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Let’s put nanotechnology in larger chemical context

Recently there have been a spate of media articles triggered by a July 13 report from the U.S. Government Accountability Office to the effect that, as an LA Times piece put it: “The U.S. Environmental Protection Agency is failing to protect the public from tens of thousands of toxic compounds because it has not gathered data on the health risks of most industrial chemicals, according to a report by the investigative arm of Congress to be released today. The report by the Government Accountability Office found that chemical companies had provided health data to the EPA for about 15% of chemicals that had been introduced over the past 30 years. In addition, the report said the EPA had sought information about health dangers for fewer than 200 of the tens of thousands of industrial compounds that had been in use since before the late 1970s.”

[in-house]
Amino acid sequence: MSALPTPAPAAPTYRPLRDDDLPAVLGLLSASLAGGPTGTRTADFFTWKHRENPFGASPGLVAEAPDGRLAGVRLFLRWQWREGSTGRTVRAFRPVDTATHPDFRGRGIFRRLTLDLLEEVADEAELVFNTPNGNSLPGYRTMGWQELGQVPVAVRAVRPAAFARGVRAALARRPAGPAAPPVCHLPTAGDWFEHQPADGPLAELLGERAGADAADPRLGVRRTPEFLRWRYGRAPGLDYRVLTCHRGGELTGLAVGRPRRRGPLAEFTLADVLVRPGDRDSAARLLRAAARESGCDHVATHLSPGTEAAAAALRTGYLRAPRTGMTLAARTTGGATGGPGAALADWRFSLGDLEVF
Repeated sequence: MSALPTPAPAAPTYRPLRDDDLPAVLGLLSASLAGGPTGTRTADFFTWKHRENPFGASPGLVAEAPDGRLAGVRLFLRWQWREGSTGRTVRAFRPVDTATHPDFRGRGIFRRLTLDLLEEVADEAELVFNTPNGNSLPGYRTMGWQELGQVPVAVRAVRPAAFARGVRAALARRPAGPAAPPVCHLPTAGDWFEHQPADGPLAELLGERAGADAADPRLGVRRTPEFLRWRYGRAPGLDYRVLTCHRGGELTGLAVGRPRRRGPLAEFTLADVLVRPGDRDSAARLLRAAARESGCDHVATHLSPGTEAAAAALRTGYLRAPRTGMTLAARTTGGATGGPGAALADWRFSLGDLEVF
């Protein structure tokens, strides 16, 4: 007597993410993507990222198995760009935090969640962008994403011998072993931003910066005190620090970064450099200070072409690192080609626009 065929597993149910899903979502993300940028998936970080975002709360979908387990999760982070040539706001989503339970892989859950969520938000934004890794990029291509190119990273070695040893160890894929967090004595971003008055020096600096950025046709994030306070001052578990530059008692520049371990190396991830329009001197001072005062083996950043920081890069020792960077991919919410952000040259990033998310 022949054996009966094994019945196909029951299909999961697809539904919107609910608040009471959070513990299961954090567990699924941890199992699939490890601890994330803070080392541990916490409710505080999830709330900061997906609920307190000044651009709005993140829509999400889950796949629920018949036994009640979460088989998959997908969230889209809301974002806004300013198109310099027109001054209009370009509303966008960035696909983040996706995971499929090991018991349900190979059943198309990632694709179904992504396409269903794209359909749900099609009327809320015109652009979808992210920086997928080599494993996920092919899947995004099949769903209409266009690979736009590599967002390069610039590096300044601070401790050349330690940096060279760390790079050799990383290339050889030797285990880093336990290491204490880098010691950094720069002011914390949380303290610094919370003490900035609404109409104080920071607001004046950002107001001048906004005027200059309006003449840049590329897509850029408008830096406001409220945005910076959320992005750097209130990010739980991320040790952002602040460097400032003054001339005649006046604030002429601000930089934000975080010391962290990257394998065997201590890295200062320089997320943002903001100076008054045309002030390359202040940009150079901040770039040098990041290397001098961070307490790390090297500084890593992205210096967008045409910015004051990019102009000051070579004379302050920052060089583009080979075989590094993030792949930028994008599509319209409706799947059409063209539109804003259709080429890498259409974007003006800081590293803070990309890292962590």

Given this situation, rather than call for special regulation of nanoparticles, perhaps we should develop a coherent policy that takes into account possible environmental and health effects of both chemicals and materials, new and old, and that balances costs, benefits, and opportunity costs.–CP

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